PHOENIX — Despite the phone threats against his life and property, the number is still listed in the directory at Waterloo, Iowa.
He will still appear behind the bar at his two Waterloo lounges when his schedule permits.
He does not turn down interview requests, because he considers it part of his job, which is what he was doing when all this started.
Now preparing for his 19th year as an American League umpire, Don Denkinger is no longer cloaked in the blue gabardine of anonymity.
He did not seek this recognition, nor does he care for it, but he knows it will linger now, as it has during the winter, sustained by media and fans.
His response: a vow never to change--personally or professionally.
No grudges. No bitterness. No alterations in life style or work habits.
In other words, when Joaquin Andujar apologizes today, as Andujar has said he will do, Denkinger plans to simply say, "Thank you," and proceed with a job that he did so well last season that American League managers rated him among the top third of his peers.
That ranking is one reason Denkinger was in Missouri last October, calling a World Series in which he ultimately became the center of a furor, in both Games 6 and 7.
The Kansas City Royals rallied, and the St. Louis Cardinals railed after Denkinger's call at first base in the ninth inning of Game 6--he has since admitted it was a mistake--led to a 2-1 Kansas City victory, which tied the Series at three games apiece.
The Cardinals were already being buried in the fifth inning of Game 7 when Denkinger, working the plate, ignited the volatile Andujar with a pair of calls that first led to the ejection of St. Louis Manager Whitey Herzog, then his pitcher, whose seemingly uncontrolled attempt to reach Denkinger prompted Commissioner Peter Ueberroth to suspend him for the first 10 days of the 1986 season.
Traded in December, Andujar will serve it as a member of the Oakland A's, who are opening their exhibition season today against the San Francisco Giants.
Denkinger will also be there, a member of the umpiring crew.
"Fate works in funny ways," he said, relaxing near his hotel pool on a 90-degree Arizona Thursday, alluding to the fact that both he and Andujar will be in the same place at the same time today.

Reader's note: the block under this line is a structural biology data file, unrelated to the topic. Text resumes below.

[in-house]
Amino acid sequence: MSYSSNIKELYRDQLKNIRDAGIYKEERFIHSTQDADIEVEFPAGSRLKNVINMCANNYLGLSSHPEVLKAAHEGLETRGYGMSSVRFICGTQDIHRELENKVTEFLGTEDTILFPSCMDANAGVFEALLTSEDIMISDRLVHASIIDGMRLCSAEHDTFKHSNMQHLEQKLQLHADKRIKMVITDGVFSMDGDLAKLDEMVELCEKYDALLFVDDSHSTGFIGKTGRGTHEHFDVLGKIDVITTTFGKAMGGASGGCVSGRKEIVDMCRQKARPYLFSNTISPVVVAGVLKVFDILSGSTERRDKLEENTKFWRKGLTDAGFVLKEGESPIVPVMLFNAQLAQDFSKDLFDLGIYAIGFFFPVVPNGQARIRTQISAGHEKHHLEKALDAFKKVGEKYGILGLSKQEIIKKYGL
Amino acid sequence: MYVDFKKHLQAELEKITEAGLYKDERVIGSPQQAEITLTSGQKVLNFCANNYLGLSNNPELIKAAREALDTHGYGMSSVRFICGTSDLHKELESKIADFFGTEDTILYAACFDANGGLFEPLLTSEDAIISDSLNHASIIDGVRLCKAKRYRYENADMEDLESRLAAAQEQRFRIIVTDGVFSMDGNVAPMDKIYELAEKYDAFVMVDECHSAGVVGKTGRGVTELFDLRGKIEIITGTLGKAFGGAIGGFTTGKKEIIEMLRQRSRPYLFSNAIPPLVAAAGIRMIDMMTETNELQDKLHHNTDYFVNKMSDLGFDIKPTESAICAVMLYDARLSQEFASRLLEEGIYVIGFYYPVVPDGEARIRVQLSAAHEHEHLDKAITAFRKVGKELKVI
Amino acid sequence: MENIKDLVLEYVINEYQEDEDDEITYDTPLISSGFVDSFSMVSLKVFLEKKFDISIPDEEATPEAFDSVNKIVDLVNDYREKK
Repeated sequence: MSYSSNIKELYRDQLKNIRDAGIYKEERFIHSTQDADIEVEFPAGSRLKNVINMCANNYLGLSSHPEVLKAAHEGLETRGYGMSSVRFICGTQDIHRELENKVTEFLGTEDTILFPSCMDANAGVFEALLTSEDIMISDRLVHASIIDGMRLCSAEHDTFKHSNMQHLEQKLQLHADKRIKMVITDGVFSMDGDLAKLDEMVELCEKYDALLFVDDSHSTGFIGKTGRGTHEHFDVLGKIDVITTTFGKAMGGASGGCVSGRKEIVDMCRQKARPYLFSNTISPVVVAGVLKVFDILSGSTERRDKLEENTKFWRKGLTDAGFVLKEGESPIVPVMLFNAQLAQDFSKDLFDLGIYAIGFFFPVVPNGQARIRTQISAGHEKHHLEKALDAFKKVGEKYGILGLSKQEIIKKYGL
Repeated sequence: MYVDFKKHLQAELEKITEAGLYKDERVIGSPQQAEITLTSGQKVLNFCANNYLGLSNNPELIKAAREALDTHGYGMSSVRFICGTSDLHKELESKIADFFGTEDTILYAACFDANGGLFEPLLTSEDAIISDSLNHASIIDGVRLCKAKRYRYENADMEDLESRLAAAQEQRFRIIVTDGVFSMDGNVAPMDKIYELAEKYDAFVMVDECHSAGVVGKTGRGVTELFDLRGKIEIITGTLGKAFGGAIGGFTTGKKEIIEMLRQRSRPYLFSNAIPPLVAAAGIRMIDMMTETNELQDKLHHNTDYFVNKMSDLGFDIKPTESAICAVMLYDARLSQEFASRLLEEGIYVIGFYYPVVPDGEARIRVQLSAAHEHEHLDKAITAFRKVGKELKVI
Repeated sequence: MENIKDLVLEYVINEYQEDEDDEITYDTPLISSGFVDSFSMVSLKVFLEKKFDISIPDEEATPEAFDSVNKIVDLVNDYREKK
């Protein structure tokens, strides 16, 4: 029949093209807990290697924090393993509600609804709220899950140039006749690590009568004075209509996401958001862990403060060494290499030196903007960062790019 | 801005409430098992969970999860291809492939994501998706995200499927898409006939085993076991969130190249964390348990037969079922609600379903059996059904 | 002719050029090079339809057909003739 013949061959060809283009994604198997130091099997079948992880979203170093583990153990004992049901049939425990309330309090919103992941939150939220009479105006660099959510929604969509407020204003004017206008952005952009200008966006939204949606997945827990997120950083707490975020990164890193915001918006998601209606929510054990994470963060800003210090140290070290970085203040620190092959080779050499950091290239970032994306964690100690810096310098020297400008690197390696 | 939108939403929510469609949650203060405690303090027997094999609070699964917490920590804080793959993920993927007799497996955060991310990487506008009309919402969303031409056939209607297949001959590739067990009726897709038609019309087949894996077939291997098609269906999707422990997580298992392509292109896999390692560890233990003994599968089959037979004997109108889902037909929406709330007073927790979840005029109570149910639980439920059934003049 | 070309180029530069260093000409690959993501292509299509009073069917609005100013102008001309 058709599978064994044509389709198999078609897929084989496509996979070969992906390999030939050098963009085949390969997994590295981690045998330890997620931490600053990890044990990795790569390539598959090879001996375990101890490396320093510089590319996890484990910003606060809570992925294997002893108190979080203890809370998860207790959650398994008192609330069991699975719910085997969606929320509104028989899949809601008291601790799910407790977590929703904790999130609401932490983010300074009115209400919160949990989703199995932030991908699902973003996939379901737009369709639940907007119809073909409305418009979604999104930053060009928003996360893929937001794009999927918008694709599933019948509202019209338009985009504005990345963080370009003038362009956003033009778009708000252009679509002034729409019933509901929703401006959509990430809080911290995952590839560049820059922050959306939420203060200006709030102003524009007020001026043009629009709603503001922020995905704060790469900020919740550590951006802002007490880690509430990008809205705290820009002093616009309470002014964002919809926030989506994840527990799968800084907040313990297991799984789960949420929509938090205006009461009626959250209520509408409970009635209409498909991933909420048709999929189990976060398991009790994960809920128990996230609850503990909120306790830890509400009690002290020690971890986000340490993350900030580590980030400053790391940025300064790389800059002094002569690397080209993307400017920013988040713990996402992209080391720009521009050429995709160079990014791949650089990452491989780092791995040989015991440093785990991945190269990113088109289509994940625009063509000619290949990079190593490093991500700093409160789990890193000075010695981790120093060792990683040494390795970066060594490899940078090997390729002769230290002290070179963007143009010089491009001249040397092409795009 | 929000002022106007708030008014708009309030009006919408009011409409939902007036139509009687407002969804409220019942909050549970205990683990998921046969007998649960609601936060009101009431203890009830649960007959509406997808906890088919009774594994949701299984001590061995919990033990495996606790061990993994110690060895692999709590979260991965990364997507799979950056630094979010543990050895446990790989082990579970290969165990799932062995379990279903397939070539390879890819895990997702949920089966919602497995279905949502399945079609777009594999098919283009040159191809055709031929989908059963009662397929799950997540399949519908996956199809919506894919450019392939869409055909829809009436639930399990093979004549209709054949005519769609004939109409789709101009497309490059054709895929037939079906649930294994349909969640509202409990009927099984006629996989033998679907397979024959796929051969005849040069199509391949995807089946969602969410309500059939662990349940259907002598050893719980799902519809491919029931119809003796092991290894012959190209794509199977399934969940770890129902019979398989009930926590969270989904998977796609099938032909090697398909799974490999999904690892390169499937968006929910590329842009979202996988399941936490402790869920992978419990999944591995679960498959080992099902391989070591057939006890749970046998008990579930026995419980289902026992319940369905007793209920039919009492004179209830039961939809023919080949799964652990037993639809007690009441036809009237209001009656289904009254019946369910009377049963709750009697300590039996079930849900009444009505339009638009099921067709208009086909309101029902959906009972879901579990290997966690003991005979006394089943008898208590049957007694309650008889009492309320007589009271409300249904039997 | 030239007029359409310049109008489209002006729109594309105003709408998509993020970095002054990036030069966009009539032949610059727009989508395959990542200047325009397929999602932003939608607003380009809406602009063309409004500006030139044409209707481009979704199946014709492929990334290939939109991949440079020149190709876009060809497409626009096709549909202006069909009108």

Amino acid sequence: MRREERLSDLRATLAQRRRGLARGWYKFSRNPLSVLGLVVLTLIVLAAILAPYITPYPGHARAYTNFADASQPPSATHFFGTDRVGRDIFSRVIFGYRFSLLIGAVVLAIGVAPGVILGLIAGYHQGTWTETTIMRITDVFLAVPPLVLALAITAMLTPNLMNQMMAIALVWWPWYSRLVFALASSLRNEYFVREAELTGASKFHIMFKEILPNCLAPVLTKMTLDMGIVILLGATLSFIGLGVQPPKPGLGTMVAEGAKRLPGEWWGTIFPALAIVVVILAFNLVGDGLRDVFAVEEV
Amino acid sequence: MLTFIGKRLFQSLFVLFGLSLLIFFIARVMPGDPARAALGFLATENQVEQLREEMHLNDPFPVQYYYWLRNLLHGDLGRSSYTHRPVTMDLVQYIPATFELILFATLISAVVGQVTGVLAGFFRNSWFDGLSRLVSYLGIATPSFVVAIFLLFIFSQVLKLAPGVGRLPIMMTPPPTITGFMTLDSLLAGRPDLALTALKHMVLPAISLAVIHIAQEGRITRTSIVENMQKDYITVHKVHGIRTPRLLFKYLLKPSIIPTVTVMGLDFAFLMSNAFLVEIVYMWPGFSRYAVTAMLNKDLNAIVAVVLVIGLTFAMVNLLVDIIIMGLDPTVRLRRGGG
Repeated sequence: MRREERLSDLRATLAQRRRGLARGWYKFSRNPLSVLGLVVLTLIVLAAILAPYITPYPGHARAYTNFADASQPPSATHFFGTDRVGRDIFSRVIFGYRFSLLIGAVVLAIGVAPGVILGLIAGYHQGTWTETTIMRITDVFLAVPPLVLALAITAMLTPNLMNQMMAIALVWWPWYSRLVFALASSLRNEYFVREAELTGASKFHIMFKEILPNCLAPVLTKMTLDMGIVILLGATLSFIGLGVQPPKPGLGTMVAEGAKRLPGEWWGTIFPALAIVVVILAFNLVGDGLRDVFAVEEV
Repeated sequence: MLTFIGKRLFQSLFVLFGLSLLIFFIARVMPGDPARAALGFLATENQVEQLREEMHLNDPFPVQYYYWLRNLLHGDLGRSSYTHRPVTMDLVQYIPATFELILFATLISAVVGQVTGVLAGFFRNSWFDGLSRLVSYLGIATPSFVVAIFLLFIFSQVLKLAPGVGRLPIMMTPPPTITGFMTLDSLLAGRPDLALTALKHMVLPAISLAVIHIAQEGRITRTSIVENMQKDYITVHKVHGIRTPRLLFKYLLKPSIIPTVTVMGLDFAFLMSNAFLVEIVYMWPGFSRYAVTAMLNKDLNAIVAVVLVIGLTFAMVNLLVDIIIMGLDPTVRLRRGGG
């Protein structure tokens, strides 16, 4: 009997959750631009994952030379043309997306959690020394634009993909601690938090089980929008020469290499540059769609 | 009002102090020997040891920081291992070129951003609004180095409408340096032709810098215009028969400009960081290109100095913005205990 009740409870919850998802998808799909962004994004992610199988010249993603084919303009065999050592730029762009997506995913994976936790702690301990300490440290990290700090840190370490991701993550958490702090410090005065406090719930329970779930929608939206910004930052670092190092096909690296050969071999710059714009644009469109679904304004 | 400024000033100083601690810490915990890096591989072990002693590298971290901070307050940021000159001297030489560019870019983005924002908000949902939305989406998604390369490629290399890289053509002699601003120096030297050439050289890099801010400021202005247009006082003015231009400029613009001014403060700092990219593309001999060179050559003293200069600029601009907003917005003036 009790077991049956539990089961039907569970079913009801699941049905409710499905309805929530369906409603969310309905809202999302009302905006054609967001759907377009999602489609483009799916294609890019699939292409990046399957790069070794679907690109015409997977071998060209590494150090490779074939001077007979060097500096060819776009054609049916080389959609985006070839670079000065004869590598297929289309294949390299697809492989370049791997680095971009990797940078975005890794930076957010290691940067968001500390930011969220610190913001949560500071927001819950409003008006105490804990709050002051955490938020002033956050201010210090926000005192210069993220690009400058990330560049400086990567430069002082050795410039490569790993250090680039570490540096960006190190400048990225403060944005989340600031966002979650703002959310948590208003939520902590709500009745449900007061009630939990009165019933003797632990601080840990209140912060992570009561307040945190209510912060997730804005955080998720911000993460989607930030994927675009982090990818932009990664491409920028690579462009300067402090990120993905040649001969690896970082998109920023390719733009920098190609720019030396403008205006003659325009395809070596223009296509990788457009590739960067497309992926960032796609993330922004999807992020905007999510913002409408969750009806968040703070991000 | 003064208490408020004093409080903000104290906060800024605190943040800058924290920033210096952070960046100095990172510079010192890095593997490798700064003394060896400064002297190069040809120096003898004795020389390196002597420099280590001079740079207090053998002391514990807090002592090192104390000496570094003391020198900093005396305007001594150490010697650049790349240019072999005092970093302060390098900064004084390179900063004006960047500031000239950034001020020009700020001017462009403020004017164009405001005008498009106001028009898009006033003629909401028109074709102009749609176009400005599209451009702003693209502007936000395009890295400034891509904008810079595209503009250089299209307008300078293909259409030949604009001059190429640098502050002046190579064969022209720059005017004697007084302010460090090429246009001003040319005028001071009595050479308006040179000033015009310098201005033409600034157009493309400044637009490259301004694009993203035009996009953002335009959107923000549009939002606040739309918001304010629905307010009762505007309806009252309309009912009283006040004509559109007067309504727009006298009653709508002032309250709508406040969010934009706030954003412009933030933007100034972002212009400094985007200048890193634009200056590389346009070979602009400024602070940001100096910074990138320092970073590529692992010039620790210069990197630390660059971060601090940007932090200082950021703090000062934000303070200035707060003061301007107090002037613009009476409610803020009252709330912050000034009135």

Asked what his reaction will be if Andujar follows through on plans to apologize, Denkinger smiled and said: "There's not a whole lot I can say except thank you. I'm not looking for an apology because I was just doing my job, but the ball's in his court, and I'm sure he doesn't want to start off his American League career with the possibility that anyone is mad at him."
Denkinger was asked if that's what he is--mad at him?
"No," he said. "I have no hard feelings. It wasn't a pleasant scene, but it's not the first time I've had a run-in with a player. People have said to me, 'Don't get mad, just get even,' but there's nothing I want to do to get even. I'm not a vindictive person to start with and I believe that a good umpire can't afford to carry a grudge and let it affect his work."
Which is not to say, Denkinger added, that he completely exonerates Andujar, who exploded over pitches that Denkinger said were ridiculously out of the strike zone and appropriately called balls.
"There is no question that he was wrong to start with and didn't consider the ramifications of his actions," Denkinger said. "As a person who has always been able to control his emotions and doesn't feel he could keep his job if he didn't, I'm puzzled as to how Andujar could let his get away from him.
"The record shows that when he goes out and does his job, there's no problem. He's been successful because he throws strikes, which is what you're looking for as an umpire--something to work with within your strike zone."
The frayed emotions that Andujar and the Cardinals carried into Game 7 seemed a legacy of the Royals' rally in Game 6. The ninth inning had started with Denkinger calling Jorge Orta safe on a grounder wide of first.
"As the play evolved, I was too close to the bag," he said. "I was in the wrong position."
Denkinger said he was in position to judge a foot race between Orta and pitcher Todd Worrell, covering the bag. He said he guessed that the toss from first baseman Jack Clark would lead Worrell to the bag, but that Worrell and the ball arrived at the same time.
"I would have been all right if the throw had been at his waist or lower," Denkinger said. "But it was at the pinnacle of his reach, and I was too close to see both the ball and his foot. I looked for the catch first, then looked down and saw Orta's foot on the bag. I realized when I saw the tape later that the ball had beaten him, that Orta had gotten there in the time it took me to look down."